media conspiracy against Serbia.  They made these charges on 
the same day that the Government threatened restrictions on 
certain foreign journalists.  During the June 1-2 
demonstrations in Belgrade, police confiscated or destroyed the 
equipment of many journalists whom they beat and threatened.  
The authorities expelled the Belgrade correspondent of the 
London-based, Saudi-owned Al Hayat from Serbia/Montenegro after 
13 years in residence, with 2 weeks' notice and no official 
explanation.  In early December, the Government refused, 
without explanation, to extend the accreditation of long-time 
London Times correspondent Desa Trevisan.  

Milosevic's control of the media and particularly state 
television is vital to the strength of his regime.  Through 
Serbian Radio and Television (RTS), the Government exerts 
editorial control over all news programming, which is used to 
spread ethnic hatred.  Blatant anti-Muslim or anti-Albanian 
propaganda, fanning the fires of religious and ethnic hatred,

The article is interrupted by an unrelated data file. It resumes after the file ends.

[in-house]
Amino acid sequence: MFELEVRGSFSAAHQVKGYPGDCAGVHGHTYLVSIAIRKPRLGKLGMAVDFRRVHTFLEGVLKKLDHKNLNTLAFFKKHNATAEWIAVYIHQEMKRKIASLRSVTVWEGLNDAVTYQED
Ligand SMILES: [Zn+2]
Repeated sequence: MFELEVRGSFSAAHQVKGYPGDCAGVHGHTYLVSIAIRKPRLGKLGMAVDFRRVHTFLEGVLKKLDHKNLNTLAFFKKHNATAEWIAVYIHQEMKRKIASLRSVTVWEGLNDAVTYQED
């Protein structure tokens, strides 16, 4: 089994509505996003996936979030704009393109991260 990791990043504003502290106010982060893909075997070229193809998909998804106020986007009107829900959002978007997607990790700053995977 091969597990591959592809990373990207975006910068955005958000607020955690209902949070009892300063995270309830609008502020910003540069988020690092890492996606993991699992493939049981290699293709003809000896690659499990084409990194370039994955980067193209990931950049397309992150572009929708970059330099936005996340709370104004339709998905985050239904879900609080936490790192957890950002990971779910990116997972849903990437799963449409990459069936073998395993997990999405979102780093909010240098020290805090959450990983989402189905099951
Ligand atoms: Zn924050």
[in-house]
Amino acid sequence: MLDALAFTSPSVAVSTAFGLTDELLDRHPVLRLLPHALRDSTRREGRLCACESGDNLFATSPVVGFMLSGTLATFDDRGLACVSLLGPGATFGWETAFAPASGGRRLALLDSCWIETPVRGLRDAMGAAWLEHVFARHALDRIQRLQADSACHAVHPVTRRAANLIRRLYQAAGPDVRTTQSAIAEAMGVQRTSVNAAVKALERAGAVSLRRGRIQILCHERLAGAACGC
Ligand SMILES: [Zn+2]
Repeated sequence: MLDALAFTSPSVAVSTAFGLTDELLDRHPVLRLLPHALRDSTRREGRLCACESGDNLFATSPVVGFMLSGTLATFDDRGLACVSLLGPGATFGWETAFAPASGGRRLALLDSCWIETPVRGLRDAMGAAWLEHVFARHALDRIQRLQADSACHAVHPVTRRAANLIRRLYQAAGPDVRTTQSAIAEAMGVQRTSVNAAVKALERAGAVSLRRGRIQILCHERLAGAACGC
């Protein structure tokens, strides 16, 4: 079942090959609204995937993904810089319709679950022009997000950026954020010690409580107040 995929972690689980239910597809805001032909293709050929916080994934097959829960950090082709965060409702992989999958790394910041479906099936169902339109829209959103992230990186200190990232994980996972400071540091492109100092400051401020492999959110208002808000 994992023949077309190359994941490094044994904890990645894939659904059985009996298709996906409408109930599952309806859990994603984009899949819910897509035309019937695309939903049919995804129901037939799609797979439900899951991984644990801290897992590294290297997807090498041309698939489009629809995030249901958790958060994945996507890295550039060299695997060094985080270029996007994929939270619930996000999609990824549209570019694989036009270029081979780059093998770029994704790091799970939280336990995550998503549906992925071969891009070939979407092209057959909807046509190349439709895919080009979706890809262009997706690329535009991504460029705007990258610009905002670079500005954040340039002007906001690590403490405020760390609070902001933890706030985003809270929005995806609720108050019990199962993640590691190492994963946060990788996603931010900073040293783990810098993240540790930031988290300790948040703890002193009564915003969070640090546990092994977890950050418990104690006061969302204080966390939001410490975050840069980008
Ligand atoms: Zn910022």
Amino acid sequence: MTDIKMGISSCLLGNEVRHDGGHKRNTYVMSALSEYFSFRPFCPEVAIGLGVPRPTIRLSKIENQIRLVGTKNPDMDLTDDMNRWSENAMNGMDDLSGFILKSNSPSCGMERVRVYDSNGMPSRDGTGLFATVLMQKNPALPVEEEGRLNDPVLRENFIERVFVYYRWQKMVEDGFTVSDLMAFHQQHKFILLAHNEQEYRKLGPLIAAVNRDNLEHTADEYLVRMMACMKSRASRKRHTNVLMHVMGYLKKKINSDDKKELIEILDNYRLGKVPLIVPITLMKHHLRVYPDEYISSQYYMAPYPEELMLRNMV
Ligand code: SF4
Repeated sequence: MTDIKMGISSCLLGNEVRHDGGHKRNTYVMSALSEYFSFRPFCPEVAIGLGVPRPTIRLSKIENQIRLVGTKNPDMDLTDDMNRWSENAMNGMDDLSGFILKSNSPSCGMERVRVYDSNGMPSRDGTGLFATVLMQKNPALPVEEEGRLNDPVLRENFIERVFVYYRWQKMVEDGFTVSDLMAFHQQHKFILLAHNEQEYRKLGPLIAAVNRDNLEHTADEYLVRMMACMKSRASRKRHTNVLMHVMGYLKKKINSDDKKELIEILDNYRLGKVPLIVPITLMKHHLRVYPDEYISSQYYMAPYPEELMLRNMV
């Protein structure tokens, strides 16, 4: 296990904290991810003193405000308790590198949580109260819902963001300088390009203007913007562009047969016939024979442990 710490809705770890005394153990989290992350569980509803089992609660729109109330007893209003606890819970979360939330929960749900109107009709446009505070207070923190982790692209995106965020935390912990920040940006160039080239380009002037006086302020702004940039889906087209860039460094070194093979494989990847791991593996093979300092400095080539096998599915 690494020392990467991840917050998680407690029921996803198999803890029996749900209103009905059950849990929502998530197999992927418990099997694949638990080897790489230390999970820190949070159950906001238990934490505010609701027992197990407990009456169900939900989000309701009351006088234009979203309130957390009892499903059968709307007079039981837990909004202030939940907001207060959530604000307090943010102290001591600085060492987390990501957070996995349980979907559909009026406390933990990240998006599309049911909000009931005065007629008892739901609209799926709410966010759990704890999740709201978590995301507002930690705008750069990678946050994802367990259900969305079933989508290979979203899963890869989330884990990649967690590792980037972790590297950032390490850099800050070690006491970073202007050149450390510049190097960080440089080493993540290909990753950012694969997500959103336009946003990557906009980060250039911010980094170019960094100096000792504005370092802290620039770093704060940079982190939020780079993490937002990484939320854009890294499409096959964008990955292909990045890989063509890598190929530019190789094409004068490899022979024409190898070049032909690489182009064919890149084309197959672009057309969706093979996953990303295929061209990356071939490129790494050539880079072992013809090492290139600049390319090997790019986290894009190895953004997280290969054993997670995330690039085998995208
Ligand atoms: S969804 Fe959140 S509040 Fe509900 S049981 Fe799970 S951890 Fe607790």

constituted a substantial portion of the regular news programs 
which RTS broadcast.  

In early 1993, RTS placed some 1,500 employees on involuntary 
leave.  The majority had publicly condemned RTS's encouragement 
of nationalistic and religious intolerance.  They were also 
members of the independent RTS union.  The director of Novi Sad 
Radio-Television ordered stricter application of the Serbian 
law on the official use of language and the alphabet, which 
resulted in the immediate deletion of all references in the 
Hungarian language from official programming.

Independent television station Studio B continued to struggle 
for survival.  It faced eviction from its premises in favor of 
a proregime firm.  Despite its having received frequencies 
approved by the International Telecommunications Union for 
repeater stations, Serbian authorities refused to approve them 
on the grounds that only the Serbian government could allocate 
frequencies on Serbian territory.  This attitude, combined with 
the hijacking in late 1992 of new equipment and its inability 
to buy suitable land from the government to house its 
transmitter, prevented Studio B from extending its range of 
reception beyond Belgrade.  Police broke into Studio B studios 
and confiscated video footage of the June 1 protest (see 
Section 1.c.).    

A new compulsory tax was levied on citizens of Serbia/
Montenegro as part of their electric bills beginning on 
October 1.  Revenue is to be used to subsidize RTS, thus 
further diminishing independent television's ability to 
compete.  

Reports continued of threats and, on rare occasions, instances 
of physical violence directed against individuals or